Everything You Need to Know Before Buying Wheels and Tires
December 2, 2020
Picking out the right set of aftermarket wheels and tires can be one of the biggest improvements you can do to any vehicle.
However, there are a lot of aspects we need to look at before you decide which setup you're going to run. Here's a quick guide for what you need to know before buying a set of wheels and tires.
Types of Wheels
- Cast Wheels
The most common type of wheel and also usually the least-expensive, cast wheels are created using molds where the aluminum is poured in and uses gravity or pressure to form the final product.
Pros of Cast Wheels
- Low Cost
- Simple Construction
Cons of Cast Wheels
- Not as strong as other wheel types
- Usually heavier than other wheel types
- Rotary Forged
These wheels still feature a cast face but after the aluminum is poured into the mold, a high amount of heat and pressure are used along with rollers that draw out the aluminum to create the barrel of the wheel.
This means that the wheel now has a forged barrel that allows the wheel to have less weight and stronger construction.
Pros of Rotary Forged Wheels
- Lower cost than Forged wheels
- Strong construction
Cons of Rotary Forged Wheels
- Not as strong or exclusive as forged wheels
- Forged Wheels
Forged wheels are the strongest and most customizable wheels on the market. This usually comes with a higher price point but a pretty huge difference in build quality.
Forged wheels also allow the manufacturer to create a lot of unique designs that cast or rotary forged wheels aren't able to achieve.
Pros of Forged Wheels
- The strongest type of wheel
- Most Customization
- The highest level of build quality
Cons of Forged Wheels
When it comes to finding wheels that fit your vehicle, the bolt pattern is arguably the most important part.
The bolt pattern is the measurement between your wheel studs. You have to make sure that the wheels you're picking out have the same bolt pattern as your factory wheels, otherwise, you'll end up needing adapters.
Find your bolt pattern by clicking the button!
There are three main components you need to look at when it comes to wheel sizing.
The diameter is exactly what it sounds like. This is the diameter of the face of the wheel. So when you hear someone talk about their wheels being 18 inches, they're referring to the diameter of the wheel.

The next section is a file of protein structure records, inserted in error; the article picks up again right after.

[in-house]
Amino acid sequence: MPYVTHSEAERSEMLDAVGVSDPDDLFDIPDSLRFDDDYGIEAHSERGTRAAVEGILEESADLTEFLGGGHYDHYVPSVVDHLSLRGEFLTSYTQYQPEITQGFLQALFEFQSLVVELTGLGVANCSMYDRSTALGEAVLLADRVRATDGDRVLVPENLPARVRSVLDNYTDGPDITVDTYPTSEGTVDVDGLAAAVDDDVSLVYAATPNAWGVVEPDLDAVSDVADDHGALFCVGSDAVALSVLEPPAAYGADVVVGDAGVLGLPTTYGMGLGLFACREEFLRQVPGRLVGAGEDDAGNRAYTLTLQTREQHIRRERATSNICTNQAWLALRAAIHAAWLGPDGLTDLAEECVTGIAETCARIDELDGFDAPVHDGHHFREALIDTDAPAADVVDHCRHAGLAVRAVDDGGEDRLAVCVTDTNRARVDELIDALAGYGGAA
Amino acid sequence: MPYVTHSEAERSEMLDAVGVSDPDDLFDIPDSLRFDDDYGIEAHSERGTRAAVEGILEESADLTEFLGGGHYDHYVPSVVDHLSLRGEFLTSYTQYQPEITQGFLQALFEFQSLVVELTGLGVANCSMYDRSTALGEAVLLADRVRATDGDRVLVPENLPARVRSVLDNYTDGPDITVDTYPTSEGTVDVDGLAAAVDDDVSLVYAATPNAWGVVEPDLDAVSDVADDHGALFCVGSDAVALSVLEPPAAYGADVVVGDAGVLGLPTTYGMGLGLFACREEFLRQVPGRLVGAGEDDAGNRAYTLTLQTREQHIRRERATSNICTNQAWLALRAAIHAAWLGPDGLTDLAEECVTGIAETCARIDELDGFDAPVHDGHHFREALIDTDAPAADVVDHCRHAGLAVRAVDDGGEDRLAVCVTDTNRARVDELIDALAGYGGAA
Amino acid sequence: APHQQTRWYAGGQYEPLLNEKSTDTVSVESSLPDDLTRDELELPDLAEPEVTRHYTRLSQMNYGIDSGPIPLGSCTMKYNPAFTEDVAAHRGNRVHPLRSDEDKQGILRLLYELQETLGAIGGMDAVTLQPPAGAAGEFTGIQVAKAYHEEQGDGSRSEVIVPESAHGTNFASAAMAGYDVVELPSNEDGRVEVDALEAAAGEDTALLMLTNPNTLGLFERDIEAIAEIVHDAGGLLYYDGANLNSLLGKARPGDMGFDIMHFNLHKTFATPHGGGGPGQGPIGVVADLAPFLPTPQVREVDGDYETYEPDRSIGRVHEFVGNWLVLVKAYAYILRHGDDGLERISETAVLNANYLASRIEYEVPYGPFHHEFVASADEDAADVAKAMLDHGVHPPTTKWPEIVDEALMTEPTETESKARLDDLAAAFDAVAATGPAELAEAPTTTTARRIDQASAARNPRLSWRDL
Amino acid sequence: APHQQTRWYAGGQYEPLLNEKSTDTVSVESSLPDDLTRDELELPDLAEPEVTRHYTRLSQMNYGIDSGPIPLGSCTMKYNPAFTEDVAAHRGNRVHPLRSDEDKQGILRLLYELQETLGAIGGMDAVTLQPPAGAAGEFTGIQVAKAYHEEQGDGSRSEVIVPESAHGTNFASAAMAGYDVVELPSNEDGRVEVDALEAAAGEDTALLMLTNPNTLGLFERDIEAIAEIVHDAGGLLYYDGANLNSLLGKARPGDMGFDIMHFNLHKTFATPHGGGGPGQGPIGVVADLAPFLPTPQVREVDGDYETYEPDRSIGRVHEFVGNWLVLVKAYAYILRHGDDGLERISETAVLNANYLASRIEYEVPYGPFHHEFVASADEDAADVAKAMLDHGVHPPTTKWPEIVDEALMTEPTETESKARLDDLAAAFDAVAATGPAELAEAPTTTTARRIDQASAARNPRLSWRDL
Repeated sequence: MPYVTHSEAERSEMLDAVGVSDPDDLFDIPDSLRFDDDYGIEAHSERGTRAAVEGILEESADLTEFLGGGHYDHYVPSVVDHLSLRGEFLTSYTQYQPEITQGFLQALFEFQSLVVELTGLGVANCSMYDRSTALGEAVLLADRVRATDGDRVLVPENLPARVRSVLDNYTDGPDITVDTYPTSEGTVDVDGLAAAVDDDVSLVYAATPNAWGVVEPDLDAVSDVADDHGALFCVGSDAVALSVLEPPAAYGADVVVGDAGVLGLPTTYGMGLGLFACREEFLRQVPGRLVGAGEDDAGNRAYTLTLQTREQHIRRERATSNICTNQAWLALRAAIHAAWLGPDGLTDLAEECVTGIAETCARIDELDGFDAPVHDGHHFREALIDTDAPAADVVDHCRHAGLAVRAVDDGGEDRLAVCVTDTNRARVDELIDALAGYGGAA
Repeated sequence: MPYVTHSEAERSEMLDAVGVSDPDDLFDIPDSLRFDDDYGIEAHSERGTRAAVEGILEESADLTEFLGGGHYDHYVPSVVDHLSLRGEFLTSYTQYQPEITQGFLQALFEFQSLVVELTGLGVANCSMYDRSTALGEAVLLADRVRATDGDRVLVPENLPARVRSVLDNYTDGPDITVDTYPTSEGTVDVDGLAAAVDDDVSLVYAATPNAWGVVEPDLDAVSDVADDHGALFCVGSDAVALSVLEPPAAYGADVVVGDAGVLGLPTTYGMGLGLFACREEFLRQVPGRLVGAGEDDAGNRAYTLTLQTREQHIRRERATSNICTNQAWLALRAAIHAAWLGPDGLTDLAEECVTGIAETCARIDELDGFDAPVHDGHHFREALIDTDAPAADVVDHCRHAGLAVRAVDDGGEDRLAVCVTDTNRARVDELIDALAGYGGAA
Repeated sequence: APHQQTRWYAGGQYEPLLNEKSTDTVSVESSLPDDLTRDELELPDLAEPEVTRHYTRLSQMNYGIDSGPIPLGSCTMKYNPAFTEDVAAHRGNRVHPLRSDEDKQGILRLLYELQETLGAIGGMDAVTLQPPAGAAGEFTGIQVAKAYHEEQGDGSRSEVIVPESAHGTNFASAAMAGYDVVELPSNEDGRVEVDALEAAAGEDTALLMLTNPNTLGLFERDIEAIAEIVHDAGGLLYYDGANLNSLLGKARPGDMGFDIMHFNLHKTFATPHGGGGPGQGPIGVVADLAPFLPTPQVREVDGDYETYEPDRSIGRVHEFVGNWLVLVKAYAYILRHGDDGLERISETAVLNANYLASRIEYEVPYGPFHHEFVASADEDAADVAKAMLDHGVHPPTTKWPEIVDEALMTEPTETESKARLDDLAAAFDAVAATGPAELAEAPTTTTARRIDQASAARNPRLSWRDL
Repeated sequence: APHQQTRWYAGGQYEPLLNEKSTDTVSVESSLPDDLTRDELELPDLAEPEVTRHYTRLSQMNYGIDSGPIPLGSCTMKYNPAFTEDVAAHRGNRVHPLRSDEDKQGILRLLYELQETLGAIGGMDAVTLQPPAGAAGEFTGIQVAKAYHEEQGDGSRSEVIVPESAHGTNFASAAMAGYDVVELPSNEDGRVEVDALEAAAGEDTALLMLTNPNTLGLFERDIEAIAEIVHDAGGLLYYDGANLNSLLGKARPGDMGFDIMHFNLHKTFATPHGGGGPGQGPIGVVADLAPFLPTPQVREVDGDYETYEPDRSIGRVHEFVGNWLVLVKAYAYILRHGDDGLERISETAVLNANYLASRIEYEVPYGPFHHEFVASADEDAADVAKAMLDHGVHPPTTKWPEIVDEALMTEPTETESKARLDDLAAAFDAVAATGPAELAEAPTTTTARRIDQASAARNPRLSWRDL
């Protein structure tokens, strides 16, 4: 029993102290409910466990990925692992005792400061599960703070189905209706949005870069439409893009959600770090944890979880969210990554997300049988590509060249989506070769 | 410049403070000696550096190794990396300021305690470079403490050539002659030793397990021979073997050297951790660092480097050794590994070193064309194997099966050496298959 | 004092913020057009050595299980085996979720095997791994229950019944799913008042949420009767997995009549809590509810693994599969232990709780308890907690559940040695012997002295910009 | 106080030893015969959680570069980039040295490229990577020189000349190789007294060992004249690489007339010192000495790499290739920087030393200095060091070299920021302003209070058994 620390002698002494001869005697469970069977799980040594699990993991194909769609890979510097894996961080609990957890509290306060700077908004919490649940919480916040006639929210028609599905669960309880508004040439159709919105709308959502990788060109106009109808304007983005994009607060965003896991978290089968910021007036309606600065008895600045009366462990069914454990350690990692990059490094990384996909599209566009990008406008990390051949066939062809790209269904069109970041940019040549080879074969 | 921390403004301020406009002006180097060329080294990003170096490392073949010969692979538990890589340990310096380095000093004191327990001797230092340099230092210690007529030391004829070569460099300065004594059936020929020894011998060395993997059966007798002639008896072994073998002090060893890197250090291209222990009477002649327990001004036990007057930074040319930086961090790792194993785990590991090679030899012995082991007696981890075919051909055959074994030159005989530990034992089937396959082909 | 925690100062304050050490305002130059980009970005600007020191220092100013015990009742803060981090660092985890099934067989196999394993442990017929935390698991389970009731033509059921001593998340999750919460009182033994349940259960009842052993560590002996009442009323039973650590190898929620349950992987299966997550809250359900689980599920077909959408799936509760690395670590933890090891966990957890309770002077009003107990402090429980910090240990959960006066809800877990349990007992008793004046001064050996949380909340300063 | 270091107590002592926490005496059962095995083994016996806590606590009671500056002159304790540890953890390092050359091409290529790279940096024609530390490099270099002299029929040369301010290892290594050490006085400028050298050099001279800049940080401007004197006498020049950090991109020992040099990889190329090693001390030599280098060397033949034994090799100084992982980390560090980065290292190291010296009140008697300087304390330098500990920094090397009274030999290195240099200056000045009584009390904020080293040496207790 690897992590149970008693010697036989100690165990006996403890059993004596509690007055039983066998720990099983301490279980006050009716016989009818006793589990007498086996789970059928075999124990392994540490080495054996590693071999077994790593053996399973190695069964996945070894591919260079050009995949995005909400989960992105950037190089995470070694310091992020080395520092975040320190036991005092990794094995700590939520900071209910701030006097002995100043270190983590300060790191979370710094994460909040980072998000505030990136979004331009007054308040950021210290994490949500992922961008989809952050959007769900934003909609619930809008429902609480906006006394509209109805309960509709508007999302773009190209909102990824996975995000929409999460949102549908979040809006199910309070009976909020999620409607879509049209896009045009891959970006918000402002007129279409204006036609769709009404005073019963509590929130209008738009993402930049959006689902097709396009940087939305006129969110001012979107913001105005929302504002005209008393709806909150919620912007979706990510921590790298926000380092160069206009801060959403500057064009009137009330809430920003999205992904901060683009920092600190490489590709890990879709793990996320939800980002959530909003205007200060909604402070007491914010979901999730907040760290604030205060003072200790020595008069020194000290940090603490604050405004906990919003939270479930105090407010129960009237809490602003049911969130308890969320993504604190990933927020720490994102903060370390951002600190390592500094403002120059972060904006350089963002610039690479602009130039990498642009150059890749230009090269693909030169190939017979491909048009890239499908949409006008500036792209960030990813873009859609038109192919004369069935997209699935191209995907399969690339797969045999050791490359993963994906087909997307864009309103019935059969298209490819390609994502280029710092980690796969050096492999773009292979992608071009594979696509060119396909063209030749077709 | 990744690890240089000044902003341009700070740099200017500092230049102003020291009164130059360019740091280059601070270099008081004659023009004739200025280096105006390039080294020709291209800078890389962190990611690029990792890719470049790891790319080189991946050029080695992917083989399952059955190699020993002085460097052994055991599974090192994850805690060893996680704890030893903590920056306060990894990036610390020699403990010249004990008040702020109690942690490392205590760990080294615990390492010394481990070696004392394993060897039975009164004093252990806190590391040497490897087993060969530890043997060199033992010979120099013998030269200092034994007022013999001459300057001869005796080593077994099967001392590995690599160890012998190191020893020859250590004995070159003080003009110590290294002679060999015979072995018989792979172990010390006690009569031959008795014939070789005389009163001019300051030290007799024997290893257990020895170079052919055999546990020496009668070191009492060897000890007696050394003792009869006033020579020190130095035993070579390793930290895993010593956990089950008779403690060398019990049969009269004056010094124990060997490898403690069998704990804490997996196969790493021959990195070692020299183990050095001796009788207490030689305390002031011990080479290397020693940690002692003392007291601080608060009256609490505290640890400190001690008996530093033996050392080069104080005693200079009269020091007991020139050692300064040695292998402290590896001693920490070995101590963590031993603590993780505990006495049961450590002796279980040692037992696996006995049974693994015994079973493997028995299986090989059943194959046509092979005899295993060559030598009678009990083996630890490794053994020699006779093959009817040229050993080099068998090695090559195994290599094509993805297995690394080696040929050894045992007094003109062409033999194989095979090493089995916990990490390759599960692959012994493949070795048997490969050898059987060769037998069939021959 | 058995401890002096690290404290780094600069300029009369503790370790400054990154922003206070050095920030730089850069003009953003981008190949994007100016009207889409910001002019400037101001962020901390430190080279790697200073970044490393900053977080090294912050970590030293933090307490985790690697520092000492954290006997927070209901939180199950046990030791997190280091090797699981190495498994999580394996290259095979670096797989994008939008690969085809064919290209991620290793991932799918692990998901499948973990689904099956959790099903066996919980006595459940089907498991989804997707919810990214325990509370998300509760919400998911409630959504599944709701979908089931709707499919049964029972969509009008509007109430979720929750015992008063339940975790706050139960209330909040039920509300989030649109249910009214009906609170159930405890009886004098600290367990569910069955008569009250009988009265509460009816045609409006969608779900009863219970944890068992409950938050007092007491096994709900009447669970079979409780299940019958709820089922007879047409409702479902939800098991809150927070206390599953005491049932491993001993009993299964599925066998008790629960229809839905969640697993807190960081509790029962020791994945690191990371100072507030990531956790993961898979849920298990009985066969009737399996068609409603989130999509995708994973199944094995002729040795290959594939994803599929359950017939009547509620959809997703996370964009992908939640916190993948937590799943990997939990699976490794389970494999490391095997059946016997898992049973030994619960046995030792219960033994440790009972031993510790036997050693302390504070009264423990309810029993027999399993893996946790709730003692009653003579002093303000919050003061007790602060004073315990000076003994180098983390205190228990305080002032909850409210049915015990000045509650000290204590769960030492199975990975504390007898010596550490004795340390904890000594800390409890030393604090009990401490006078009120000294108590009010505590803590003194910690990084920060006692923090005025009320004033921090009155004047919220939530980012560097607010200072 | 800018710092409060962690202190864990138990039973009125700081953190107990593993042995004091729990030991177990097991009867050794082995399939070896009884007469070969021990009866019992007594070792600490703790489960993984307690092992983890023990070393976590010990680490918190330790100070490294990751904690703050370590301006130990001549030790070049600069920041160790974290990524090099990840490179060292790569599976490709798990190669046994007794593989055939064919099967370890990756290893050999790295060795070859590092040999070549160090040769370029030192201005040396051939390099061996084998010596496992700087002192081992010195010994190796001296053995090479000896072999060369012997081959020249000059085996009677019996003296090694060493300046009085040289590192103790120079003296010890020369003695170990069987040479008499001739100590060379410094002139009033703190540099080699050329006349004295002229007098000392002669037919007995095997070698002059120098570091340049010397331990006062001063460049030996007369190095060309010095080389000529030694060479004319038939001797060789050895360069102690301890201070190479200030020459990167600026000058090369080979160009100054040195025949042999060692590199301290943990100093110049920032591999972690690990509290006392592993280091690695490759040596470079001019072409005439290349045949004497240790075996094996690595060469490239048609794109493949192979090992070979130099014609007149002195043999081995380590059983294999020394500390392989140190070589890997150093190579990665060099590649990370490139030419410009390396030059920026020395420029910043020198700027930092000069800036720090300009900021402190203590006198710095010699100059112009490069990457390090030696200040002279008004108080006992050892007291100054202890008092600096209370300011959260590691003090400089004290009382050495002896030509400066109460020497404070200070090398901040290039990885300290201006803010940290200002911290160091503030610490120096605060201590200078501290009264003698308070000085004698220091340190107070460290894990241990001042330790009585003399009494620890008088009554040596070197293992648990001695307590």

When looking at sizes in our store, the diameter is the first number that shows up. We'll use a wheel that is 18x8.5 +35 for an example. The first number is the diameter of the wheel, in this case, it's 18 inches.
The next measurement is the width of the wheel. Again, exactly how it sounds, this is the distance between the outer lip and inner lip of the wheel.
Like the example above, this would be the second number in the size. The width of the wheel in this case would be 8.5 inches.
Finally, we have offset. This one can be a little confusing but lucky we have an entire blog based around understanding offset. Click the button below to check it out!
The most important part of any build. Picking the right tire can make all the difference in the way your vehicle performs.
We'll talk about some of the most common types of tires in the simplest way possible so you can find exactly what you need.
Types of Tires
- All Season
- Perfect for a daily driver
- Will usually be able to handle varying conditions with ease such as heat, wet surfaces, and light snow
- The best all-around type of tire
- Designed to maximize grip on dry surfaces
- Usually used on sports cars
- A little more expensive than an all-season but has better performance
- Won't last as long as an all-season
- Designed specifically for snowy/icy conditions
- The best performance part possible in winter climates
- Usually pretty inexpensive
- Will wear quickly if driven in hot/dry conditions
- Designed to be an off-road tire that only handles light off-road terrain
- More on-road comfort than the other off-road tire types.
- Usually the lowest cost off-road tire option
- Mud Terrain
-Designed for harsh off-road terrain
- The most off-road performance of any tire
- Loud on pavement
- Combines the performance of a mud terrain tire with the comfort of an all-terrain
- Most popular off-road tire type
- Aggressive looks without the harsh ride
Reading the tire sidewall can be confusing especially because there are two different ways that tire sizes are displayed. Let's break down how to read each.
To read this tire size, we start with the width in millimeters. This tire is 235mm wide. The next number, 35, refers to the aspect ratio of the tire, or the height of the sidewall in mm.
This means that the sidewall of this tire is 35mm tall. You then will usually see a letter, in this case, it's R. The R refers to the speed rating of the tire which tells you how fast you can safely travel with this tire.
Finally, the 20 refers to the size of the opening of the tire. This number should always match the diameter of your wheels.
This display is usually used on truck tires. The 35 is the height of the tire in inches.
So this tire would be 35 inches tall. The 12.5 is referring to the width of the tire, so 12.5 inches wide.
This can help you perfectly match your tires to your new wheels and get good fitment easily.
Did you know we have pre-built wheel and tire packages for your vehicle? These packages feature popular wheel and tire combinations and are filtered by your Year, Make, and Model for a direct fit!